the changes as mild, moderate, or severe IBD and describe the inflammatory cell that is present; this
confirms the type and severity of IBD present and helps your veterinarian determine the best
treatment plan for your dog. Iowa State University has developed a simple numerical scoring system,
termed the canine IBD disease activity index (CDAI) which produces very reproducible scores from
one clinician to the next. Six salient gastrointestinal signs are scored 0-3, based upon the alteration
from normal. This index was recently evaluated in a large prospective study and it was shown that
CDAI could provide valuable prognostic information when assessing therapeutic response.
This is an illness for which the realistic goal is control, not cure. A frequently asked question is: “Is it
at all reasonable to just try treatment and skip the expensive diagnostics?”
A food trial using Hypoallergenic diets may bring about partial or complete resolution of symptoms in
some dogs and are usually one of the first steps in the initial treatment. If a diet change will help, it
will generally start to do so in two weeks, with an appropriate diet fed for 8 to 12 weeks before a
positive effect may be seen. Many highly digestible, hypoallergenic and bland diets are commercially
available or can be prepared at home. These diets should be free of preservatives, additives and
coloring agents. They should contain an unusual protein source such as cheese, rabbit, venison,
cottage cheese or duck. A single protein source never previously eaten and a carbohydrate source
that is unlikely to be antigenic (such as potato) may be recommended. Some high fiber diets or
decreased fat content in the diet may be helpful. Dividing feedings into 2 or 3 meals per day will help
maximize dietary assimilation. No snacks or deviation from the single source diet is permitted. As
you can see, multiple diets may have to be tried before one sees improvement in the dog’s condition.
This takes a lot of patience on the part of the owner.
Occasional use of loperamide (immodium) or diphenoxylate (lomotil) sometimes helps during flair-ups.
Pepto Bismol (bismuth subsalicylate) may help protect and soothe the lining of the digestive system.
Cimetadine, ranitidine, which decrease stomach acidity or sucralfate, which forms a protective barrier
against acidity, sometimes helps.
Prebiotics and probiotics: Prebiotics help to modify the environment of the intestinal tract to promote
the growth of good bacteria. Probiotics are a source of these good bacteria. Prebiotics and/or
probiotics may be recommended by your veterinarian to increase the numbers of beneficial bacteria in
the intestine and decrease those that could cause disease.
Antibiotics are used to treat bacterial overgrowth and giardiasis. Sulfasalazine (Azulfidine) is a sulfa
antibiotic that has an anti-inflammatory action within the intestine. Due to the decreased level of side
effects compared to corticosteroids, it is often tried in the treatment before resorting to corticosteroids.
Tylosin sometimes helps control IBD when it is added to food. Newer topical and oral 5-ASA
preparations are now used for treatment of human IBD (olsalazine and mesalamine) but have not
been critically assessed for canine treatment although there are substantial anecdotal reports of their
Immunosuppressant drugs such as azathioprine (Imuran) and/ or prednisone are used if other
treatments have failed. A newer corticosteroid which shows promise is budesonide (Entocort EC).
This drug is used to treat Crohn’s disease in people as it may cause less of the systemic side effects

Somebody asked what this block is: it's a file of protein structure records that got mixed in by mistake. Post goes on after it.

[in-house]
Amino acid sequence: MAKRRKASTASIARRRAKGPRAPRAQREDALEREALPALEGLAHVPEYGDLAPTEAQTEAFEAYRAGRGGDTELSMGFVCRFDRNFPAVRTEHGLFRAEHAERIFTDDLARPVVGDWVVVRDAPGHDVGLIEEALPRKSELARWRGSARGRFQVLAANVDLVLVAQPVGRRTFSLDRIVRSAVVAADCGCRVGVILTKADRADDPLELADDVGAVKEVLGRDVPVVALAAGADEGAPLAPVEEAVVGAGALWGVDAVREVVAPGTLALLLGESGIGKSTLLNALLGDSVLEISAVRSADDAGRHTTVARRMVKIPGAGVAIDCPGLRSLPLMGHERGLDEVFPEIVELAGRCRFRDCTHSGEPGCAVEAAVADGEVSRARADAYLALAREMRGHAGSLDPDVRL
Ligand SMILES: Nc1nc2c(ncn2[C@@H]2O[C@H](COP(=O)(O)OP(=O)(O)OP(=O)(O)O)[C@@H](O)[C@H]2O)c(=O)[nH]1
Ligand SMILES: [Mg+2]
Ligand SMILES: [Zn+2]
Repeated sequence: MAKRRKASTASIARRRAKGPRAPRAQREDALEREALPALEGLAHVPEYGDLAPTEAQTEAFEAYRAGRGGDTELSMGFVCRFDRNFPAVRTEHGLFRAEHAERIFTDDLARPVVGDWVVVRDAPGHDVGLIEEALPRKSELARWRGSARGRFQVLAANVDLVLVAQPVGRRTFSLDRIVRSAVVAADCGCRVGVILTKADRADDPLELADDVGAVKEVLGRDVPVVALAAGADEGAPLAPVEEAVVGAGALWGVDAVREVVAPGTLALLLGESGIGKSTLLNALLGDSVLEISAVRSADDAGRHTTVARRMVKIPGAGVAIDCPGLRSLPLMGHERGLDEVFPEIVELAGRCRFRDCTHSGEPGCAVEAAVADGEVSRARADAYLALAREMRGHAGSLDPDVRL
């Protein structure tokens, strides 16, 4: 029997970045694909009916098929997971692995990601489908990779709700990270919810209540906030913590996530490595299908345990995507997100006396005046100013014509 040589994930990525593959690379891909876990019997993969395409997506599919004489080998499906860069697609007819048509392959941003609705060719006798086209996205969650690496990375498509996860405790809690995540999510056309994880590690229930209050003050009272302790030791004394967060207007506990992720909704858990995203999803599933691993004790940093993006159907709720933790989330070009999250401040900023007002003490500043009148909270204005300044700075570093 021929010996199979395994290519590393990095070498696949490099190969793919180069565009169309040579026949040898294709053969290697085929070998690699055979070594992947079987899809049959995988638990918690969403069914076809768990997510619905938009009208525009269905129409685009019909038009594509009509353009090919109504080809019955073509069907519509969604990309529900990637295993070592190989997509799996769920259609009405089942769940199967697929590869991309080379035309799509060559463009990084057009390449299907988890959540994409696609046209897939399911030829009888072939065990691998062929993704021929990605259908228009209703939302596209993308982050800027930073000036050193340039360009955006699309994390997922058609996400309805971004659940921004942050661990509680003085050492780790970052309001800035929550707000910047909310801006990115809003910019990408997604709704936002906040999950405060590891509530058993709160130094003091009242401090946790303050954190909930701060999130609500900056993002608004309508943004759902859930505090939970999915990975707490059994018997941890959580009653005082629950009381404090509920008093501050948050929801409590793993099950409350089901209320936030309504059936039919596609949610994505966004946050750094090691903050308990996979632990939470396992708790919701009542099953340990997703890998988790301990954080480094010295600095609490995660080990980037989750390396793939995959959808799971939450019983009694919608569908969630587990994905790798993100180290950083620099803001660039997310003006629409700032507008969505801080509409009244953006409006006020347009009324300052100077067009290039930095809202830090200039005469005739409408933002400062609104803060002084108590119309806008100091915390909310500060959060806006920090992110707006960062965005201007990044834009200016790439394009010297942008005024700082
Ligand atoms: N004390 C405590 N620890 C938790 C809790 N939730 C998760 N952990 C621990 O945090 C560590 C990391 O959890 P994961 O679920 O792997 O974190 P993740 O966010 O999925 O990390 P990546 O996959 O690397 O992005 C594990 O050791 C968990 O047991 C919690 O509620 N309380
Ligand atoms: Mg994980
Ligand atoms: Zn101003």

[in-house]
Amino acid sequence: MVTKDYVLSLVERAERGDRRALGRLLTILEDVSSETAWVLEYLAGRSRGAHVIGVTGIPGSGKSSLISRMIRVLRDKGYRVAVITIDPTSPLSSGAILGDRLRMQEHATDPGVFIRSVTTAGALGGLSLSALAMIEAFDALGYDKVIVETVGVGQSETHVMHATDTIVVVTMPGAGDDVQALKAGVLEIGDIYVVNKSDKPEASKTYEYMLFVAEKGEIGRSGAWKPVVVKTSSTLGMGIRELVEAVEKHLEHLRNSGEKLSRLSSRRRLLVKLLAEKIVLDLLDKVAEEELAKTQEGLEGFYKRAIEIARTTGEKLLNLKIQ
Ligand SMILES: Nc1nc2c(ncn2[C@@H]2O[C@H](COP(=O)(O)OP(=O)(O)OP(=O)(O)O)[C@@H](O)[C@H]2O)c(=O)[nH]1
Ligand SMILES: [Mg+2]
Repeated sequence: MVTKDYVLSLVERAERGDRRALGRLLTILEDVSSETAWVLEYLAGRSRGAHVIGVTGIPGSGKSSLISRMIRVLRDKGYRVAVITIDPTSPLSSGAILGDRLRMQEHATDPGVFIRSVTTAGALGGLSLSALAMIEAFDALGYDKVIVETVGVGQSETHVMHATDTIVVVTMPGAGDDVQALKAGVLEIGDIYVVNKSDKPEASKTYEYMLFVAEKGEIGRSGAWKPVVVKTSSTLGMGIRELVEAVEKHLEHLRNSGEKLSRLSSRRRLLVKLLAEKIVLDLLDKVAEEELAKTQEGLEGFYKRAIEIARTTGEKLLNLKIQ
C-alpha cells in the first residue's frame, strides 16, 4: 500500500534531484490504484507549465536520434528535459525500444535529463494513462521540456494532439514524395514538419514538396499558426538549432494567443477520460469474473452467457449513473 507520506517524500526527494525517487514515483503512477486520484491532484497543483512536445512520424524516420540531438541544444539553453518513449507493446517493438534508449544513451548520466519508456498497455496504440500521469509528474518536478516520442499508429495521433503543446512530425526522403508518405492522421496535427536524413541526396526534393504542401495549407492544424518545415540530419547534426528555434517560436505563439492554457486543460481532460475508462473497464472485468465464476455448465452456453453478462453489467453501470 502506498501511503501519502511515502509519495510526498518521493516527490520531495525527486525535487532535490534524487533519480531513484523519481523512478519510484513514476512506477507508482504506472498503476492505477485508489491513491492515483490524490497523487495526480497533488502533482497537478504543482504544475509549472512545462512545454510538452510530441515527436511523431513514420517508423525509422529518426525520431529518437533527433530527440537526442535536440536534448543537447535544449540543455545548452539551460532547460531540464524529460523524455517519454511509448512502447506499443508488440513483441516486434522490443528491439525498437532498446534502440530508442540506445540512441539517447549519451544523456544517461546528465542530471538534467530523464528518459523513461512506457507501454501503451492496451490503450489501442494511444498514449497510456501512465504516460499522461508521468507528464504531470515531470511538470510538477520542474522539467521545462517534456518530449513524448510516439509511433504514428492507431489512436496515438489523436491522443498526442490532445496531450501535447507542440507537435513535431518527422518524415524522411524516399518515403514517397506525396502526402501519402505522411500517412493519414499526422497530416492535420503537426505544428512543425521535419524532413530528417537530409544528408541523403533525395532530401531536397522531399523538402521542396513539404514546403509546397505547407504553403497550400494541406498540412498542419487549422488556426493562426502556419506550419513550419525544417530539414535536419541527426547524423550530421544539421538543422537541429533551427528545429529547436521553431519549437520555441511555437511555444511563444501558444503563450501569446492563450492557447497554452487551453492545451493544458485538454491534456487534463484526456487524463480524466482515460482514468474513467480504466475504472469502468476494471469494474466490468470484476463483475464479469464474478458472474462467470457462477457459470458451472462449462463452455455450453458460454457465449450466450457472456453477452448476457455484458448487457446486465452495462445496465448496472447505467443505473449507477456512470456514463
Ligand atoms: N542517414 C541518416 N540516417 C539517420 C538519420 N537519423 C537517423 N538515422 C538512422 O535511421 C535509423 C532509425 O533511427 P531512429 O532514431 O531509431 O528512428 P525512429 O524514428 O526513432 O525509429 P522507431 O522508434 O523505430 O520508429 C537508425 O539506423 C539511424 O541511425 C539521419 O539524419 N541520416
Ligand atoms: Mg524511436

associated with corticosteroid use.
Testing and treating for intestinal parasites and a course of metronidazole (flagyl) may be of benefit.
One of the most common mistakes made in treating IBD is to stop medication too early.
The problem with a corticosteroid trial involves the possibility of intestinal lymphosarcoma
(Lymphoma). This is a type of cancer that produces chronic diarrhea or vomiting just as IBD can.
Lymphoma is temporarily responsive to steroid treatment but the response is short–lived and
exposure to the drug(s) will make the lymphoma much more difficult to diagnose should biopsies be
obtained later. PROGNOSIS:
IBD can be controlled but not cured. All patients with IBD require a strict diet and possible anti-
inflammatory medication to manage their disease. Most dogs with IBD do well for many years while
others require alterations in therapy every few months to treat flare-ups and recurrent symptoms.
The owner of a dog with IBD should understand the prognosis for recovery is quite variable. With
many patients requiring prolonged treatment with steroids, and in the absence of accurate criteria for
predicting response, veterinarians tend to give a guarded prognosis.
STUDIES / GRANTS:
The following Grants are currently funded by the Canine Health Foundation:
Mucosal Gene Expression Profiles in Canine Inflammatory Bowel Disease
Dr. Albert Jergens, Iowa State University
#00803-A: Toli-Like Receptors in Dogs and Their Role in intestinal inflammation
#00270-A: In Vitro Immunosuppressive Effects of Metronidazole in Canine Lymphocytes
Dr. Albert Jergens, Iowa State University
Genetic Analysis of Disease and Functional Analysis of Bacterial Killing
GPCA HEALTH COMMITTEE:
Health Survey results from 1999 through 2011 (present) indicate a total of 15 Gastrointestinal
problems. Of those reported, 7 were cases of Bloat, leaving a total of 8 upper & lower GI issues:
Bloat/Torsion/GDV – 7 Colitis - 3 Irritable Bowel Disease - 1
Acid reflux - 2 Inflammatory Bowel Disease - 1 Irritable Bowel Syndrome - 1 SOURCES:
WebMD - pets webmd.com
Ron Hines, DVM, PhD; 2nd chance.info/Ronald Hines 2011
Dr. Donna Spector; www.halopets.com
Albert E. Jergens, DVM, MS, Diplomate ACVIM; Iowa State University
Cornell University College of Veterinary Medicine (Animal Health Newsletter)
Canine Health Foundation website / funded research